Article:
Zen For Life

"Zen mind is our true nature."


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What Is Anger? – 6 Important Things To Know

In Buddhism, anger is one of the three poisons – the other two are greed and ignorance – that are the primary causes of the cycle of samsara and rebirth. Purifying ourselves of anger is essential to Buddhist practice.

Understanding what anger really is the first step to deal with your anger. Here is something about anger that you may not know. Learn to grow.

1. Anger is Something Created By Yourself.

It’s important to understand that anger is something created by yourself. It didn’t come swooping out of the ether to infect you. We tend to think that anger is caused by something outside ourselves, such as other people or frustrating events. It is not very true.

“No one makes you angry. You make yourself angry.”

2. Anger is Self-Defensive.

Buddhism teaches us that anger is created by mind. However, when you are dealing with your own anger, you should be more specific. Anger challenges us to look deeply into ourselves. Most of the time, anger is self-defensive. It arises from unresolved fears or when our ego-buttons are pushed.

3. Anger is not “REAL”.

As Buddhists we recognize that ego, fear and anger are insubstantial and ephemeral, not “real.” They’re ghosts, in a sense. Allowing anger to control our actions amounts to being bossed around by ghosts.

4. Anger Is Self-Indulgent.

Anger is unpleasant but seductive. There’s something delicious about finding fault with something. Especially when our egos are involved (which is nearly always the case), we may protect our anger. We justify it and even feed it.

5. Express Your Anger Is Only Feeding The Seed Of Anger.

When you express your anger you think that you are getting anger out of your system, but that’s not true. When you express your anger, either verbally or with physical violence, you are feeding the seed of anger, and it becomes stronger in you. Only understanding and compassion can neutralize anger.

6. Allowing Anger Control You Is The Weakness.

Sometimes we confuse aggression with strength and non-action with weakness. Buddhism teaches that just the opposite is true.

Giving in to the impulses of anger, allowing anger to hook us and jerk us around, is weakness. On the other hand, it takes strength to acknowledge the fear and selfishness in which our anger usually is rooted. It also takes discipline to meditate in the flames of anger.

Did you learn something new about anger?

Let me know what you think about this post.


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Guided Meditation: 6 Simple Steps on Stress Reduction

Adjustment is always needed since our environment constantly changes. Thus, it affects both the emotional and physical aspects of the person creating either negative or positive feelings. This can result to stress.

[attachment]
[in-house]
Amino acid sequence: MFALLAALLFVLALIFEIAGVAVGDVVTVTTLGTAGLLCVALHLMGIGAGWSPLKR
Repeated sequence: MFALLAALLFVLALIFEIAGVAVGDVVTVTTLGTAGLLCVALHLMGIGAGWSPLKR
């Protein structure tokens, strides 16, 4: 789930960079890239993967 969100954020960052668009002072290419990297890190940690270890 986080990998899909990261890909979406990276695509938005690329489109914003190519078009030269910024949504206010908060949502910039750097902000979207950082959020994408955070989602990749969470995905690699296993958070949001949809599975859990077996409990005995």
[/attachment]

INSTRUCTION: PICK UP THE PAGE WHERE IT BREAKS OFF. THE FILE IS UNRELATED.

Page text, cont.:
Stress is a part of everyday lives since time immemorial. But if an influence is positive, stress can motivate a person to an action resulting to a new consciousness and a stimulating new perspective.

But if the influence is negative, stress can create a feeling of rejection, distrust, depression, and anger. In return, health problems can be developed such as an upset stomach, headaches, insomnia, rashes, heart disease, stroke, ulcers, and high blood pressure. People can experience stress during a job promotion, new relationship, child birth, or death of a person close to them.

Stress can hinder or help people depending on their reactions to the circumstances of life. It does not matter if all are positive stresses since it adds excitement and anticipation to life. But somehow competitions, deadlines, frustrations, sorrows, and confrontations also add enrichment and depth to life.

You don’t need to get rid of stress. All you need to do is manage it in a way that it can give you benefits.

Remember that…

“Insufficient stress can act as depressants letting you feel dejected or bored. While excessive stress lets you feel stocked.”

To avoid stress build ups, you can try meditation. Besides it being cool to do, you can obtain an immediate calming effect regardless of your meditation posture. In this manner, you can reduce your stress.

1. Practice Your Breathing

Practicing your breathing is the first process you should learn. If you observe that stress is starting to disturb you, just do a couple of light breathing. Concentrate on your breathing quality. Make sure that it’s light and still. Then slowly breathe deeper.

2. Balance your Posture

The next step is to balance your posture and make it even, head up and back straight. Most people who are stressed out often do a slouching posture while frowning.

3. Clear your Thoughts

Start to imagine that you are swimming in relaxing waves. Feel the flowing waves in your consciousness that is taking away all you stress and anxiety. Make sure your body receives the constant flow of the waves.

4. Find the Root Causes and Deal with It Immediately